Hugh Auchincloss’s last donation was actually a posthumous one of eight Nightingale letters made by his widow and son, Dr. Hugh Auchincloss, Jr., after his death in September 1947. His brother Charles made an additional gift in his memory in 1949 when he presented the collection with a copy of J. Henri Dunant’s rare, privately printed tract, Un Souvenir de Solferino (1862), the founding work of the International Red Cross.
After this, donations slowed to a trickle though 1951 brought a significant gift of 14 letters by the Mount Sinai School of Nursing in appreciation of a half-century affiliation with Presbyterian Hospital’s obstetric service. But the School at this time made significant contributions to the collection’s preservation and accessibility. In the late 1940s, they had an ingenious cabinet constructed to house the letters and books – before this many of the letters had been framed and displayed on the walls of the School’s library, resulting in a marked fading. A supplement to the catalog was published in 1940, followed by a new, comprehensive edition in 1956.
Occasional additions are still made: in 1997 we received from a British admirer of the collection a fine copy of a first edition Notes on Nursing with a Nightingale presentation inscription; in 2003, the nursing school’s alumni association presented the collection with a copy of Our Children’s Times, or Sketches of the Past and Present (London 1856) – perhaps the earliest mention of Nightingale in a children’s book; and in 2017, while transferring School of Nursing records to Archives & Special Collections in preparation for the School’s move to a new building, archives staff found an 1868 letter from Nightingale to a Mrs. Fowler.
The collection now holds over 250 letters by Nightingale, 29 letters to her, copies of most of her published works – many of them first editions – illustrations relating to her, and various artifacts including a thermometer said to been used during her Crimean War service. In addition, there is a large collection of records of the Nightingale Fund, a public subscription in Nightingale’s honor to raise money for the first modern school of nursing, now known as the Florence Nightingale School of Nursing and Midwifery in London.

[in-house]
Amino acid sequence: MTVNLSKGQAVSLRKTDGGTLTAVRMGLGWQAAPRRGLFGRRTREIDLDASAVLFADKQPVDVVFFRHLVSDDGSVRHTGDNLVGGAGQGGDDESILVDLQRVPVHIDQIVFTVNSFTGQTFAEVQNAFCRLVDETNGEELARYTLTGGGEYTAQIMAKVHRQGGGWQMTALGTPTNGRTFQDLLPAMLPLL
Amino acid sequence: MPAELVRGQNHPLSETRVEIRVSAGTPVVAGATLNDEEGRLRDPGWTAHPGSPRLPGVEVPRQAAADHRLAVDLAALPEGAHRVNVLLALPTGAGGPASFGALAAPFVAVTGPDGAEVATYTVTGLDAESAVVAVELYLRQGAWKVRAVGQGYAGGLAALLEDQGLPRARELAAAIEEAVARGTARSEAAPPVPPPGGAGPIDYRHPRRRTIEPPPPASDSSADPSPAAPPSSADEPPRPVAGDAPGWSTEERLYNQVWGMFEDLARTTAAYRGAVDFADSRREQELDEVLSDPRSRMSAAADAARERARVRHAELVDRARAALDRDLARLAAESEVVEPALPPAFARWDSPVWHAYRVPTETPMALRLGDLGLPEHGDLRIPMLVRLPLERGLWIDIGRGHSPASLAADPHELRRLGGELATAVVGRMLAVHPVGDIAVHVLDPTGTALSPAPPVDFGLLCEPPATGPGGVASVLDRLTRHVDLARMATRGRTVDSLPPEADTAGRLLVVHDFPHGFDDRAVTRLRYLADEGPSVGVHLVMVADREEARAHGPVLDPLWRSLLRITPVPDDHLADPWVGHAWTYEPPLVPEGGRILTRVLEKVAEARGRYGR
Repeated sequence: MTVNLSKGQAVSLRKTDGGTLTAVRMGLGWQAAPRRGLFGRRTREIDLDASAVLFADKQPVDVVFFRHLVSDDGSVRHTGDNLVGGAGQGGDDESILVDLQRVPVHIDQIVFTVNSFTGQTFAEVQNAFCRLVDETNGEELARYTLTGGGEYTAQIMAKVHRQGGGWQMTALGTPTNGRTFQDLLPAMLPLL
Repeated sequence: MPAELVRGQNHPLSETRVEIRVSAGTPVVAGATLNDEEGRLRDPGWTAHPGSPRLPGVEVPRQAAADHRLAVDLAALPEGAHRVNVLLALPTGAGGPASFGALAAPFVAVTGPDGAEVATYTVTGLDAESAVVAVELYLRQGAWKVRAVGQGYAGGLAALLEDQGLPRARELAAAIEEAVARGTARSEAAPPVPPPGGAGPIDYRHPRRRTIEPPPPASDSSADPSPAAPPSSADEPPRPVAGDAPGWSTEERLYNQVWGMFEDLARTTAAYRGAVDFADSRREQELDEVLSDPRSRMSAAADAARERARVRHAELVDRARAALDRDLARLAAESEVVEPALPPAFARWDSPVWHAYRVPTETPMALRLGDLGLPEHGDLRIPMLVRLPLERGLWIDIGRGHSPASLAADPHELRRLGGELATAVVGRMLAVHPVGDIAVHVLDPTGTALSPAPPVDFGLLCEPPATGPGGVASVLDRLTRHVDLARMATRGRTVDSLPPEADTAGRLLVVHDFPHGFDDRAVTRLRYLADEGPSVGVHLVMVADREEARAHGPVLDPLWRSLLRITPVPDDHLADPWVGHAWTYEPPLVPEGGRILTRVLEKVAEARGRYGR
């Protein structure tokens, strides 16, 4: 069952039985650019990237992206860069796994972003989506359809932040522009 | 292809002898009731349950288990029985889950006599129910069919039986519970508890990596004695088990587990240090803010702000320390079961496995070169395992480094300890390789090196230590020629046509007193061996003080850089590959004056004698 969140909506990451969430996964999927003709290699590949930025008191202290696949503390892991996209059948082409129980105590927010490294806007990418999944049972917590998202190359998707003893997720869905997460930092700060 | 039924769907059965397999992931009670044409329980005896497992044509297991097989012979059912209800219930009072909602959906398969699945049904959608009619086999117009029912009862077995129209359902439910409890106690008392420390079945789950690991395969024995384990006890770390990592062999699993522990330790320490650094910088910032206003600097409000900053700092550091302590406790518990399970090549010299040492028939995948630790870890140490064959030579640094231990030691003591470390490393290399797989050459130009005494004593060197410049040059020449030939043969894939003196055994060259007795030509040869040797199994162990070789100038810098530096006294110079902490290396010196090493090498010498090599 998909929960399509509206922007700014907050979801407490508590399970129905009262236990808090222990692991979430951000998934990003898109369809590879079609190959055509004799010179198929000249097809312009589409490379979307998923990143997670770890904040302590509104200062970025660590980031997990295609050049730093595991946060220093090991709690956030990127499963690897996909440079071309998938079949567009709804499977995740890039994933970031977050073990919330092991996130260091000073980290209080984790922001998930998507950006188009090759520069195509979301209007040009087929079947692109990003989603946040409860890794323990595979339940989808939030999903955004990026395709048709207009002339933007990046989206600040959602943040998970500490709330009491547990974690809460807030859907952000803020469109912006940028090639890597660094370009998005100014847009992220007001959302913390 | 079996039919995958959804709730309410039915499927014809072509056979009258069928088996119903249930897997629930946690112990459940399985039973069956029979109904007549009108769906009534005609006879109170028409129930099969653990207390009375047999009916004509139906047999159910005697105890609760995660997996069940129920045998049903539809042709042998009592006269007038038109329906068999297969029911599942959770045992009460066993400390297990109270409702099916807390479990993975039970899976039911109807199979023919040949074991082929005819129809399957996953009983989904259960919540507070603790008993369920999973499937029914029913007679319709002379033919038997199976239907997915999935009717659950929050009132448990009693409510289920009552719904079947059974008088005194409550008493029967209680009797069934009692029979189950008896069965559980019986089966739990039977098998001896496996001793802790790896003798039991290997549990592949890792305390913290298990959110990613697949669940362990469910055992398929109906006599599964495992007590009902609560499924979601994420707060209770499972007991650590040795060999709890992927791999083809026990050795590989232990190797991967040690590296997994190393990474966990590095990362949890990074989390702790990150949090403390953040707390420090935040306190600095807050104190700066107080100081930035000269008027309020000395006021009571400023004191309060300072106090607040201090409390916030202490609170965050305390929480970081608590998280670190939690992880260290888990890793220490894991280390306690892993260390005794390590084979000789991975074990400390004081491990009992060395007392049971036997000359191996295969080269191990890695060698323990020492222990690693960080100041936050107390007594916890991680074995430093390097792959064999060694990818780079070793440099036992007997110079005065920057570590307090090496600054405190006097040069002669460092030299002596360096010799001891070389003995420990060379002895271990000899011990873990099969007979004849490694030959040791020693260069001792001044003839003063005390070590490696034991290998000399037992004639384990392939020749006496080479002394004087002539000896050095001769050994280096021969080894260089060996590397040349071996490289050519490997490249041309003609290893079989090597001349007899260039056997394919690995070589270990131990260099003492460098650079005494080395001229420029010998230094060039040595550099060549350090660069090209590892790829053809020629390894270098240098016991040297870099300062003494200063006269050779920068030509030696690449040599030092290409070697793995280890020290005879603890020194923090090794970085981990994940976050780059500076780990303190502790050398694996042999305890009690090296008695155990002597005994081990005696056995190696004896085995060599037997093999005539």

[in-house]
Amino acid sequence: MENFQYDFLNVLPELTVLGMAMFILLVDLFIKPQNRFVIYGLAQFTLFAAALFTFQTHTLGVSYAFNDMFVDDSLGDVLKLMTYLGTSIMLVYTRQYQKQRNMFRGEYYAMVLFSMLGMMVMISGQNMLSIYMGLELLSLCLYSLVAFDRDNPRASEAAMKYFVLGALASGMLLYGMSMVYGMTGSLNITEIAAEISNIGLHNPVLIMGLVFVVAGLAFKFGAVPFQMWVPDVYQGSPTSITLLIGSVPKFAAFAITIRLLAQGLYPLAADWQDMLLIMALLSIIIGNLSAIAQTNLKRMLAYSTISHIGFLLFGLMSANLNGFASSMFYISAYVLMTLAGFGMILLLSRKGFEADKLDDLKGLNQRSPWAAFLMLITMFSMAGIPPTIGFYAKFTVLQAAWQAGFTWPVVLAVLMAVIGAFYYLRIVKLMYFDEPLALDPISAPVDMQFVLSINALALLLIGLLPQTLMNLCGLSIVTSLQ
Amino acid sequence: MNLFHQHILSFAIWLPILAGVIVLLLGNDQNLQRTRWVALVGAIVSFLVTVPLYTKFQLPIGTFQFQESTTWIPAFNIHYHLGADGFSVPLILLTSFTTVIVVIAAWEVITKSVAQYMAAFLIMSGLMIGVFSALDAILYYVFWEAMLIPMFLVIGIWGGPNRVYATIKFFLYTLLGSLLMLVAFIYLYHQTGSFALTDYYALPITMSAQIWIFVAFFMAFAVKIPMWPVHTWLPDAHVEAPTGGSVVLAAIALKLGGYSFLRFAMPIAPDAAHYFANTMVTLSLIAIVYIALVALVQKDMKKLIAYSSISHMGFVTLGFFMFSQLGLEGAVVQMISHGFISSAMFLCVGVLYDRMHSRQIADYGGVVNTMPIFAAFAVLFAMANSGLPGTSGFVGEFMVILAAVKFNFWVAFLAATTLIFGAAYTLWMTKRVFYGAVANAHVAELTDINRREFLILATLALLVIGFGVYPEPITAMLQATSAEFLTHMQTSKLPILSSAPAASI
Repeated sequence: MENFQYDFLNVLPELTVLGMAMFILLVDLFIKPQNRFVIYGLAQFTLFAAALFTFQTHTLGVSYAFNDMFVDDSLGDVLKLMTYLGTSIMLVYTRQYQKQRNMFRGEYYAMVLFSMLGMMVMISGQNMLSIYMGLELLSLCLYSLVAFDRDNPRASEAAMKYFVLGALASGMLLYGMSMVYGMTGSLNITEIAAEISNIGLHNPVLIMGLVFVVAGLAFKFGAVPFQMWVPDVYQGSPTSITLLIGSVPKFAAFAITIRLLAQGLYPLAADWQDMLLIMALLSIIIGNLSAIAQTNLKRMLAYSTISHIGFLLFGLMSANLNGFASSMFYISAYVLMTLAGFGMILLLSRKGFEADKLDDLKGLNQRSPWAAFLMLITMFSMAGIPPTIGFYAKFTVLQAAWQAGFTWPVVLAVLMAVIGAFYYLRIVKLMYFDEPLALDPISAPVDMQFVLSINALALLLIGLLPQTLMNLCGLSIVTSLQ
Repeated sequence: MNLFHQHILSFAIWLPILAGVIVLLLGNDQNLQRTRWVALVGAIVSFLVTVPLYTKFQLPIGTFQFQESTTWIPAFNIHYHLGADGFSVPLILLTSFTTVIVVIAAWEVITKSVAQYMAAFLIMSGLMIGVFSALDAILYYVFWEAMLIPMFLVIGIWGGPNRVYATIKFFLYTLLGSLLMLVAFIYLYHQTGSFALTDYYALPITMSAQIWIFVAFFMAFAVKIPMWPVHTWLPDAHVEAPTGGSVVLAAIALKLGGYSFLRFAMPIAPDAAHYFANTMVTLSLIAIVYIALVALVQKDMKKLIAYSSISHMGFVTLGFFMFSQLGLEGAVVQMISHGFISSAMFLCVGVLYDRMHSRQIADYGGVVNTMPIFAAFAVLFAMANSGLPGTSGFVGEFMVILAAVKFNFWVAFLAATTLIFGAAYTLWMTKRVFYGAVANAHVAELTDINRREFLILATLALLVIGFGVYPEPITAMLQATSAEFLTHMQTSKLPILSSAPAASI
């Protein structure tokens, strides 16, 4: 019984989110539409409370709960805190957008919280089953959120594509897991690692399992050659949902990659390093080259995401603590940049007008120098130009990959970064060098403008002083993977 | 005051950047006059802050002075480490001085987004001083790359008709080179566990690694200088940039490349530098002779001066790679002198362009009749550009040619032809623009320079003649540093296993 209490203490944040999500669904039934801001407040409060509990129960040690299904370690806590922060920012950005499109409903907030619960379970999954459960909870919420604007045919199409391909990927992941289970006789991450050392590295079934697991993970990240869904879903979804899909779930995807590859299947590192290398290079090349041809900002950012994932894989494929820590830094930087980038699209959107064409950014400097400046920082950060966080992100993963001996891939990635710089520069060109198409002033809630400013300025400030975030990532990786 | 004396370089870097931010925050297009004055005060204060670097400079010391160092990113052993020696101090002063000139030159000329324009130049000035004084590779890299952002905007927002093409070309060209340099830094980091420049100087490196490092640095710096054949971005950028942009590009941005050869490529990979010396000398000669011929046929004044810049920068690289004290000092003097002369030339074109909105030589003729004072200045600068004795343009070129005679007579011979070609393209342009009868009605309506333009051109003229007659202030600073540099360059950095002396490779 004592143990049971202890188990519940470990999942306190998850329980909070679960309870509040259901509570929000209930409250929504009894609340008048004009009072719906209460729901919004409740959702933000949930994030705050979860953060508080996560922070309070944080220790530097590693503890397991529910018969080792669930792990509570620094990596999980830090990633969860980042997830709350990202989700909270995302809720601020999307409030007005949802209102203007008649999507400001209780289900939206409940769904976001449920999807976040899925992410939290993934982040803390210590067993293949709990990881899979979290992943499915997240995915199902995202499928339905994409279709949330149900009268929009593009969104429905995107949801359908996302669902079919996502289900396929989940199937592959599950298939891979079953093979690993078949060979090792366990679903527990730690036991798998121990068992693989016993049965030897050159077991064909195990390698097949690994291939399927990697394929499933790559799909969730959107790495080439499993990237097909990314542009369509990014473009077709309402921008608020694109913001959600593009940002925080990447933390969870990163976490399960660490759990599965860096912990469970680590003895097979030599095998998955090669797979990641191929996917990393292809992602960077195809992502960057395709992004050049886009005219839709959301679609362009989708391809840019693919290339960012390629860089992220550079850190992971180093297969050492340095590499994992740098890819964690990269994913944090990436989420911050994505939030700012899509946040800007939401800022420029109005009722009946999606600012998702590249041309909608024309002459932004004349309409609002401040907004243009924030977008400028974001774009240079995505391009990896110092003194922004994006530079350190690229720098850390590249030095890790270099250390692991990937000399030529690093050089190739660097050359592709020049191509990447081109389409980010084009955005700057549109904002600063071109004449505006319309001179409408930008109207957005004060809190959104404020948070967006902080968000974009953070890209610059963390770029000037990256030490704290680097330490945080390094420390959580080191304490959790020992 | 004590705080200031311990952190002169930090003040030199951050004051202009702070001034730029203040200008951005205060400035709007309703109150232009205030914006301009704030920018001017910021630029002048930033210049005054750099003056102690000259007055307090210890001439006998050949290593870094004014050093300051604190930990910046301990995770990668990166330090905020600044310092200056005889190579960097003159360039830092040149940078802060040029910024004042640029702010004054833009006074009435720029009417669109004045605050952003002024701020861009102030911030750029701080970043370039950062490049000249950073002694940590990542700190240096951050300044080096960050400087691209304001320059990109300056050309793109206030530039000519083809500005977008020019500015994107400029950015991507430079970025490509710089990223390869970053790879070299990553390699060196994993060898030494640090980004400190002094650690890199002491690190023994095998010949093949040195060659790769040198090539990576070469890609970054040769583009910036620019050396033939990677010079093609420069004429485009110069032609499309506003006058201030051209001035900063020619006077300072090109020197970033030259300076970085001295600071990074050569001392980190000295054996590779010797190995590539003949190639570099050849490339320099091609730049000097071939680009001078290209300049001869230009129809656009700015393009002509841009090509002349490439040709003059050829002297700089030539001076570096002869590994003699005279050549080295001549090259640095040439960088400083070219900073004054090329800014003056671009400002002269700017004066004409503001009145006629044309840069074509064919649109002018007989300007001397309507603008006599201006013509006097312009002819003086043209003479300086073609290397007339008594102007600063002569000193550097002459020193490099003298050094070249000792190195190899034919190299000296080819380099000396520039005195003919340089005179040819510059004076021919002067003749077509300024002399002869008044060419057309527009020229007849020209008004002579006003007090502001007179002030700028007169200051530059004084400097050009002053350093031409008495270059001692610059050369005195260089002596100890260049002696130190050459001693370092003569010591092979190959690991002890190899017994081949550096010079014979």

The collection remained in Maxwell Hall until 1979 when it was transferred to Archives & Special Collections in the Augustus C. Long Health Sciences Library for better access and security. Over the last two decades, Archives staff have worked to make the collection better known: the calendar of letters has been updated, corrected, revised and added to the website; considerable conservation work has been done; the books have been cataloged and included in CLIO, the Columbia University Libraries’ online public catalog; and a calendar of the Nightingale Fund Records created. In addition, we have collaborated with Boston University’s Howard Gotlieb Archival Research Center to have all of our Nightingale letters digitized and included in its Florence Nightingale Digitization Project. The collection remains one of the most important in North America.
To learn more about the collection see the complete list of the collection on the Archives & Special Collections website.
This entry is based on articles about the collection found in the School of Nursing Alumni Association’s publication, The Quarterly Magazine, 1932-1960, digital copies of which can be found on the Archives & Special Collections website.
 A search of Archive Grid, the online union catalog of manuscript collections, shows about 800 such collections in North America and Australia and there are undoubtedly others yet unrecorded.
Image: The Nightingale Room in Maxwell Hall, 1933, Quarterly Magazine, v. 28, n. 1 (Oct. 1933)